The Proton LT is Arc'teryx's take on breathable insulation, a field currently dominated by Patagonia's Nano-Air series. Though not as warm as the Patagonia Nano-Air Hoody, we found the Proton just as breathable, and it feels much more durable. We've used and abused loads of jackets, living and working in them for months at a time as ski patrollers, climbing guides, and Search and Rescue team members, putting holes in Pertex fabric while we scraped up chimneys and offwidths. We've shredded the sleeves climbing flared granite hand cracks and 'shwacking through the brush in Joshua tree. When so many designs are getting lighter and more fragile, we're happy to see a tough jacket like the Proton LT.
Arc'teryx Proton LT Hoody Review
Cons: Warmth to weight ratio not as good as the Nano-Air
Compare to Similar Products
Our Analysis and Test Results
The Proton is best compared with the other breathable insulators in our review; the Patagonia Nano-Air Hoody, the Outdoor Research Ascendant Hoody, The North Face Summit L3 Ventrix Hoody, and the Patagonia Nano-Air Light Hybrid Hooded. Though not as breathable as some of these contenders, the Proton has a few unique features that set it apart from the rest of the pack.
The Proton uses Coreloft continuos 65 insulation and a shell fabric called Fortius Air 40, an air permeable variation on the fabric Arc'teryx uses on their Gamma MX softshell. This jacket is not as lofty or as warm as the Nano-Air Hoody, and the Nano-Air is softer. A few testers felt it makes a better mid layer, but we all appreciated the added durability that comes from a heavier fabric. The Proton feels warmer than the Nano-Air Light Hybrid Hoody, the OR Ascendant Hoody, and The North Face Ventrix Summit L3 Hybrid Hoody.
Weight & Compressibility
The small-sized Proton we tested weighs 13.7 ounces, a touch over an ounce heavier than the Nano-Air. Most of that weight comes from the thicker, more durable shell fabric. We don't recommend the Proton for folks who are long-distance hiking and counting every ounce, but for people who are tired of their ultralight puffys disintegrating at the crag, the Proton will be a welcome alternative. The Proton doesn't stuff into an internal pocket, which means you'll need a small stuff sack if you want to take it up a multi-pitch climb. We managed to stuff it down to about the size of a grapefruit and a half.
Though not as soft as the Nano-Air or the Outdoor Research Ascendant Hoody, but it possesses a number of unique features that add to its comfort level. The hood is large enough to easily fit over a climbing helmet, while a cinch cord ensures the hood will stay in place over your bare head, without obscuring your view. The cinch cord and cord locks on the hem are the best some of the best we've encountered. Not only are they low profile so you'd never notice them, but they are also oriented so that the slack from the tightened cord faces up, into the jacket. We've had carabiners snag on hem cords before, sometimes in some pretty desperate situations. One of our testers won't wear a jacket with a hem cinch. The Proton's design eliminates this issue. While the tough shell fabric isn't as supple as the Nano-Air's, we didn't feel like it was uncomfortable to wear in a sleeping bag. Thanks to a little stretch, it's easy to pull the sleeves up, and the Proton allows for a full range of motion.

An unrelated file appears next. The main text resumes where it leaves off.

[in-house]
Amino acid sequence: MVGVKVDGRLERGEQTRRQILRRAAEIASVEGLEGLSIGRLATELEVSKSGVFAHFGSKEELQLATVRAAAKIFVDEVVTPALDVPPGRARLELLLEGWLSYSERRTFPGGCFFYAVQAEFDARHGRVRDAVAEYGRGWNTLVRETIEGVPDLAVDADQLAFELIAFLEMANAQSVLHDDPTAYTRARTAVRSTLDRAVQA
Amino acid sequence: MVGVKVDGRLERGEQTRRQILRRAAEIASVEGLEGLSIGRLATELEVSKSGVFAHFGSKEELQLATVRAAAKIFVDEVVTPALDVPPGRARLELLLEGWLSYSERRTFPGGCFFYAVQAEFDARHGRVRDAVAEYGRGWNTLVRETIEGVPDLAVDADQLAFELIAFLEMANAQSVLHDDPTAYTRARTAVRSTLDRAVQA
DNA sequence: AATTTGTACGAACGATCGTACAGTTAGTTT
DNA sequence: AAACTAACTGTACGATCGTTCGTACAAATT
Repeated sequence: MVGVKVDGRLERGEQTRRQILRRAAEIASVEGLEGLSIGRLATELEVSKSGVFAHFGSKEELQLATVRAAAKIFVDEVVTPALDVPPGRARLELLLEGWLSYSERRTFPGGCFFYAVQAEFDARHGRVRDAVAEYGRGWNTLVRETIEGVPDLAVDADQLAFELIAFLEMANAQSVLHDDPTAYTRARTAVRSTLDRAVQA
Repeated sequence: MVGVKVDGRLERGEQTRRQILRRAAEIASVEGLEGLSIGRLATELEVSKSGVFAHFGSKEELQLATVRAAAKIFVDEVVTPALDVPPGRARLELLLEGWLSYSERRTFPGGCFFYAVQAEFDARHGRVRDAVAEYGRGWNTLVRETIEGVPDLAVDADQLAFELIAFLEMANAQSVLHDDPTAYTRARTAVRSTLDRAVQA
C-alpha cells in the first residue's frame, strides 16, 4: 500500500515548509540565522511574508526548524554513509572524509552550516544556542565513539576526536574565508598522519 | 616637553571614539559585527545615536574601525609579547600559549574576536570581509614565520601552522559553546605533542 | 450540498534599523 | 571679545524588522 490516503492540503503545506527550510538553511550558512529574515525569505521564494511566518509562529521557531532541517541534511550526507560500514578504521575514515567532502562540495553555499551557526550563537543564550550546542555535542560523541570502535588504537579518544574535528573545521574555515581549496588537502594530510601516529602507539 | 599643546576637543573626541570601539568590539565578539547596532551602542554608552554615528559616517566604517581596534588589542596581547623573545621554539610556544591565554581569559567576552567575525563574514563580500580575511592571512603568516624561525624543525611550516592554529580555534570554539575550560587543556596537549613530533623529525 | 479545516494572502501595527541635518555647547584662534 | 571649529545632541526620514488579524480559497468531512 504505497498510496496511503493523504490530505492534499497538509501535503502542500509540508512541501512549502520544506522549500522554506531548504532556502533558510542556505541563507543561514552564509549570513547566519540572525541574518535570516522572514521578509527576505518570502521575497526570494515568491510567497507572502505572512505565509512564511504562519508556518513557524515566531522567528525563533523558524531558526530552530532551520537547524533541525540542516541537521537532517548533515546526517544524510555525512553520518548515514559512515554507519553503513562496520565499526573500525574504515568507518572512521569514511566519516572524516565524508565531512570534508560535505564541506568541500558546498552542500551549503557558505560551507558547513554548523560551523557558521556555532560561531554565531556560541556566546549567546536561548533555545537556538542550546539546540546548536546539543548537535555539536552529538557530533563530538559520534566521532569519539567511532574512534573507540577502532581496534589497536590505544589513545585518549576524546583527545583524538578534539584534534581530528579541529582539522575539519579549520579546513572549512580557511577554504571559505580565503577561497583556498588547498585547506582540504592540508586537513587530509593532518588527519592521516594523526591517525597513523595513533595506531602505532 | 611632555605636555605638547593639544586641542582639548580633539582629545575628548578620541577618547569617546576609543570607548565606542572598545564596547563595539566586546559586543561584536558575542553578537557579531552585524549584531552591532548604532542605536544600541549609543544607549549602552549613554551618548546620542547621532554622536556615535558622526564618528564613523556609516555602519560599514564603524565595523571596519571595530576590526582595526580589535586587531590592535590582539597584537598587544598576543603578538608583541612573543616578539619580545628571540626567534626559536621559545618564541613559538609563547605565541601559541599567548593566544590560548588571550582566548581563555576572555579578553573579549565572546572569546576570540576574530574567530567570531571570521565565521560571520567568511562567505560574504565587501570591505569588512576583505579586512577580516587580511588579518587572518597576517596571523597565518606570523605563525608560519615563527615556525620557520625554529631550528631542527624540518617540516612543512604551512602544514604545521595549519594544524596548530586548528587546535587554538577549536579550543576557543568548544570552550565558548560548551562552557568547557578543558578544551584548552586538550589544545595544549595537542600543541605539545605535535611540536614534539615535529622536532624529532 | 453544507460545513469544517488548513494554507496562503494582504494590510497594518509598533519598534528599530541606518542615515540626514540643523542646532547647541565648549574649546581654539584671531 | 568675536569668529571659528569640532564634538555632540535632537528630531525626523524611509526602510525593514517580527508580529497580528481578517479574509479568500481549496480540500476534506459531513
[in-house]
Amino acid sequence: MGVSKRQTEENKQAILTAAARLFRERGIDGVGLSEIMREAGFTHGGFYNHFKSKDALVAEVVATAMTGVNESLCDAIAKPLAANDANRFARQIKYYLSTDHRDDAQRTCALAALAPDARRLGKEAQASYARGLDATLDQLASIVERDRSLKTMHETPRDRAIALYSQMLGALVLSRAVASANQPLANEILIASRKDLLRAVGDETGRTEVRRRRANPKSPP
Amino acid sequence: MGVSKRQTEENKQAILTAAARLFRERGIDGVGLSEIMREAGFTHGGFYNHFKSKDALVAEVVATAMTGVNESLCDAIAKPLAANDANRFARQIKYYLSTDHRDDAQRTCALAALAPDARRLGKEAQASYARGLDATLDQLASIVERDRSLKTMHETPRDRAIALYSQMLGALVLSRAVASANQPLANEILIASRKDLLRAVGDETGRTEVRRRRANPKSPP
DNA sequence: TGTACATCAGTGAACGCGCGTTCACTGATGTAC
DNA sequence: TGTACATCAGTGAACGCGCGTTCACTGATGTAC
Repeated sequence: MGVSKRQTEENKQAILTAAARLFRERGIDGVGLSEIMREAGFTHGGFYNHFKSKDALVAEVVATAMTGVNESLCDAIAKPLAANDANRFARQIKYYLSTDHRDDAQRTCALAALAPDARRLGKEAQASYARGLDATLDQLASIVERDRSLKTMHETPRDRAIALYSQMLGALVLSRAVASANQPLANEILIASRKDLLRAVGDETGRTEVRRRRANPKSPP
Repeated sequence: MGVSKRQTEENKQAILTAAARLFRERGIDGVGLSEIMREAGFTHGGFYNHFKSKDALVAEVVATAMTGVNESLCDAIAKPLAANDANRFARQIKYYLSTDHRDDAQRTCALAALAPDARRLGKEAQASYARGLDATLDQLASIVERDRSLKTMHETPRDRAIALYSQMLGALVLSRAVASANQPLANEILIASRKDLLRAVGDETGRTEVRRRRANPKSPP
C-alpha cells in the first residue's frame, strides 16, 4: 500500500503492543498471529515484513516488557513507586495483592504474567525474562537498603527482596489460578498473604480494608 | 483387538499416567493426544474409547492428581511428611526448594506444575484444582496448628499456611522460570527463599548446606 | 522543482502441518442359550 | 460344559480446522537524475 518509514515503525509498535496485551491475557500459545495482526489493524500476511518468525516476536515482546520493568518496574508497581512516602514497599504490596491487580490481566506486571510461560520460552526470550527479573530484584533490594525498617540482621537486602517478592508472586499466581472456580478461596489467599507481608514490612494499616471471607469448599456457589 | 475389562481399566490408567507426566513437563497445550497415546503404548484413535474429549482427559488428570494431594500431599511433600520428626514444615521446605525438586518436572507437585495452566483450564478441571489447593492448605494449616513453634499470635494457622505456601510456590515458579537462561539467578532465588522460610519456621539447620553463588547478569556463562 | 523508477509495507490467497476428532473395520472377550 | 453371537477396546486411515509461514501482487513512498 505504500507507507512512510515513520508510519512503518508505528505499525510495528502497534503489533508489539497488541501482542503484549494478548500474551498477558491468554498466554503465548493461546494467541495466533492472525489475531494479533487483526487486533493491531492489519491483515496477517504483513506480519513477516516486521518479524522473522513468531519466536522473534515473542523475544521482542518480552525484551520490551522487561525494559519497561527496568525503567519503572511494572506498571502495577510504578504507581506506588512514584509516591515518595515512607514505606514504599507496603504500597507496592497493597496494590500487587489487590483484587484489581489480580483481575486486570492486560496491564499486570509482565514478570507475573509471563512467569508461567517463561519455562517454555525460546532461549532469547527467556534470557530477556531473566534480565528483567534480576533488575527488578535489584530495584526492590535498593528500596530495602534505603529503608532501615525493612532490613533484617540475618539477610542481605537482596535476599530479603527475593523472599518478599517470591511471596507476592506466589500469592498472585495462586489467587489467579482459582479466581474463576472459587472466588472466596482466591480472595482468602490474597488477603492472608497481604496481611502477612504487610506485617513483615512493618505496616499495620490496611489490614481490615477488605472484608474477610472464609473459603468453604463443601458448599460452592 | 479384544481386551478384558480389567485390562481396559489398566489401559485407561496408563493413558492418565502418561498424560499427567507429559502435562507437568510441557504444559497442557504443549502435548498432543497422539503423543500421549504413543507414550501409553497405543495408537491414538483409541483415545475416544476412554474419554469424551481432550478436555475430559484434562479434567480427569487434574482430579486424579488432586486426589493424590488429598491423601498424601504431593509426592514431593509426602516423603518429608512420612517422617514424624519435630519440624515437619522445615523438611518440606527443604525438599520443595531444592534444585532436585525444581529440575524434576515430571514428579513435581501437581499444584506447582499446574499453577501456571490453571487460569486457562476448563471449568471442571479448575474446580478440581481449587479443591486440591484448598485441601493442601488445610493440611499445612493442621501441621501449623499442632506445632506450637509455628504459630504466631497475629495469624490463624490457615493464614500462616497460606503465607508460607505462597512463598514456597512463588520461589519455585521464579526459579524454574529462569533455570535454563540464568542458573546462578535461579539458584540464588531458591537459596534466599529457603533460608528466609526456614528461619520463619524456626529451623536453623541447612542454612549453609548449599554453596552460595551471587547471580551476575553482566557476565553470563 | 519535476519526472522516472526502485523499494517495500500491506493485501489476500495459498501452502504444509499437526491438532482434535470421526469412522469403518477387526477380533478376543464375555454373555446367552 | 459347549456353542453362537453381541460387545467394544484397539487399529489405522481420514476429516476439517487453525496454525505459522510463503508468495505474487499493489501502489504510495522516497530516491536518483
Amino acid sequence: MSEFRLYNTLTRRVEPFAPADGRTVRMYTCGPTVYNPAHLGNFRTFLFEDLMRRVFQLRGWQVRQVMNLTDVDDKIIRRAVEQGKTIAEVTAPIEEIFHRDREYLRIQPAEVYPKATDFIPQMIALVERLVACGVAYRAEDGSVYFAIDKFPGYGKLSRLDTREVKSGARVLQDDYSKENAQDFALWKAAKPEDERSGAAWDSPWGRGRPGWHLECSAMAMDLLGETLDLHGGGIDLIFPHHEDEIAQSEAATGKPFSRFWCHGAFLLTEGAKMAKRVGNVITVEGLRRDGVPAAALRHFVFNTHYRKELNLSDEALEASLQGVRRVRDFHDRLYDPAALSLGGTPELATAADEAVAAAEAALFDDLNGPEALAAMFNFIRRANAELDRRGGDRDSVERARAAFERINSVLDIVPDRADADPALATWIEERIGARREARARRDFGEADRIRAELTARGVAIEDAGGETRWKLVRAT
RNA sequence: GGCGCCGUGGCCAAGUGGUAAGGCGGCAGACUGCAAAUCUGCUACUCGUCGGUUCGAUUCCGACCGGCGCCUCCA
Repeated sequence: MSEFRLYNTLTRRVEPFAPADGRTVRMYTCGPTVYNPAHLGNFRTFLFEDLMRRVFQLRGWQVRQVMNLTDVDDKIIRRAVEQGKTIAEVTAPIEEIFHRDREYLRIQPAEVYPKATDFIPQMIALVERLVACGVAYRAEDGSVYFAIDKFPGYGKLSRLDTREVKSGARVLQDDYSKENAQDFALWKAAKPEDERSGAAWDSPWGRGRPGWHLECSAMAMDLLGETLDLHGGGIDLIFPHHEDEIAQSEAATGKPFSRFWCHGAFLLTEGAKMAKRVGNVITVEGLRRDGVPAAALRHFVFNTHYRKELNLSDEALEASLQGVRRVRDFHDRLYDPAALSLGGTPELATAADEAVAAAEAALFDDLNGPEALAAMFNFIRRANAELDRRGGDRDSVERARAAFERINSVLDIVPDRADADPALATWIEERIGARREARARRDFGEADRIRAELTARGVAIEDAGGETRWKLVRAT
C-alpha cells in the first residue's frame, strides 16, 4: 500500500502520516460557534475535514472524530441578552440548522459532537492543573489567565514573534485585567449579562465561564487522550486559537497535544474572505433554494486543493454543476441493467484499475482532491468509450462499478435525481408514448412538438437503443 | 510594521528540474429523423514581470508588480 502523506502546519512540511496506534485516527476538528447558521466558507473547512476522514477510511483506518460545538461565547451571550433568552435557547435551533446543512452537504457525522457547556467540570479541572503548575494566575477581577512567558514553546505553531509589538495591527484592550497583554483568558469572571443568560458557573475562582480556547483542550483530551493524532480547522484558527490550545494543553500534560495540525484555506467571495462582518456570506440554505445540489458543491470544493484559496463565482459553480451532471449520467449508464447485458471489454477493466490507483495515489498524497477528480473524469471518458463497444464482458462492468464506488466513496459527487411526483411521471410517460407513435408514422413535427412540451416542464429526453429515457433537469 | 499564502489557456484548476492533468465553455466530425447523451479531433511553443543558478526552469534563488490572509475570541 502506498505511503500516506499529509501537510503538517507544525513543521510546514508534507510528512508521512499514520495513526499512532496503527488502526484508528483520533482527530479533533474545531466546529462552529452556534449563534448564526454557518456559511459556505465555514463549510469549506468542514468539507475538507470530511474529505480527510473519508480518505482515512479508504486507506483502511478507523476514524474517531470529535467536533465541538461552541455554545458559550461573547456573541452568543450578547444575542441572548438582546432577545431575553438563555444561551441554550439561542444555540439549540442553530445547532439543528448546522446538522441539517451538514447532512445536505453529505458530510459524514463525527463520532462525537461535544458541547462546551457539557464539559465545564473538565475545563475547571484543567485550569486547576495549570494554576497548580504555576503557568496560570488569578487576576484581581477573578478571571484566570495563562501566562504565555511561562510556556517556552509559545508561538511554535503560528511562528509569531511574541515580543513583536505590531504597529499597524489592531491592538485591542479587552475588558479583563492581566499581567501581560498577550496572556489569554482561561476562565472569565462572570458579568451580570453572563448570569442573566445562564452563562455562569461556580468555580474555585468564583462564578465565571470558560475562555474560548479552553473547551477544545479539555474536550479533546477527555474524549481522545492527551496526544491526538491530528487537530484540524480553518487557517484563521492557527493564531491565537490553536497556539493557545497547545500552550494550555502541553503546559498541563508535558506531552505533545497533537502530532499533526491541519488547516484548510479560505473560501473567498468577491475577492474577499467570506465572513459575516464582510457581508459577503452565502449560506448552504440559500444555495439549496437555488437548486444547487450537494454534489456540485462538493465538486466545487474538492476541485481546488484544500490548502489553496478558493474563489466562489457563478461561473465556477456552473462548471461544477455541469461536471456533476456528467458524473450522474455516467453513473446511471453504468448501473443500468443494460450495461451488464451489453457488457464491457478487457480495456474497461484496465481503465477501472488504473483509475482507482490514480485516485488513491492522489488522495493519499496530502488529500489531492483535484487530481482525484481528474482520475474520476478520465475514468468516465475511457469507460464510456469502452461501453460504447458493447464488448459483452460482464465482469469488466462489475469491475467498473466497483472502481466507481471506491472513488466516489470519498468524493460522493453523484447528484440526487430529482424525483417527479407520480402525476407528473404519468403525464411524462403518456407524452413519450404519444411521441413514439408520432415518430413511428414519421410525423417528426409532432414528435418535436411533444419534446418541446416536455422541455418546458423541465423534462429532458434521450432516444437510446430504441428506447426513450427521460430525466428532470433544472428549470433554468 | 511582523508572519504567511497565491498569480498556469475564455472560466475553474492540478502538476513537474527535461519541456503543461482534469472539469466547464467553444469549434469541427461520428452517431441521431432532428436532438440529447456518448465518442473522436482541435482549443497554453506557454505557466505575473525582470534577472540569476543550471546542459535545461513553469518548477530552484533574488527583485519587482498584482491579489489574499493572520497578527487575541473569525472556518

This jacket is more wind resistant and repels water better than its older cousin, the Atom LT. We feel it has about the same water repelling abilities as the Patagonia Nano-Air Hoody, though the Nano-Air derives most of its water resistance from it's DWR treatment, which becomes less effective when the jacket gets dirty. The Proton, on the other hand, has a thicker, less absorbent shell fabric than the Nano-Air and a DWR treatment.
The Proton's air permeable shell puts it several notches above jackets constructed with Pertex fabric like the Rab Xenon X, but it isn't as breathable as the Patagonia Nano-Air Hoody. Again, the tradeoff is durability, and the Proton feels tougher than all of its competitors. Our testers feel that the Proton is even more breathable the Arc'teryx Atom LT, even though the Atom has thinner, stretchy side panels.
The shell fabric has a matte quality, and the Proton doesn't suffer from the shiny techy look of jackets made from lightweight Pertex fabrics. Our testers all feel that the Proton looks good around town, even better than the super popular Arc'teryx Atom LT. We also feel the durable shell fabric will keep this jacket from getting covered in patches anytime soon. Available in colors as light or as dark as you're feeling; Black, Pilot (gray), Rigel (blue), and Flare (red).
Any activity where you're moving more than you're standing around is the time for the Proton. Skinning or hiking up steep hills, Joshua Tree scambles, or cold weather cragging are all great applications for this robust, breathable jacket. It's sleek enough to be used as a mid-layer, but still warm and wind resistant to wear on its own if you're on the move.
$300 is expensive but on par with similar offerings from Patagonia. As we mentioned, the durability factor really distinguishes the Proton from the competition, and this makes it a great value in the eyes of our frugal testers who are tough on their gear.
With so many models out there trying to match the success of the Nano-Air, we're stoked to find that Arc'teryx's foray into the world of breathable insulated jackets is a unique offering with some advantages over the competition. The Proton is a smart choice for anyone who is tough on their gear and is willing to carry a few extra ounces for the sake of jacket longevity.
— Matt Bento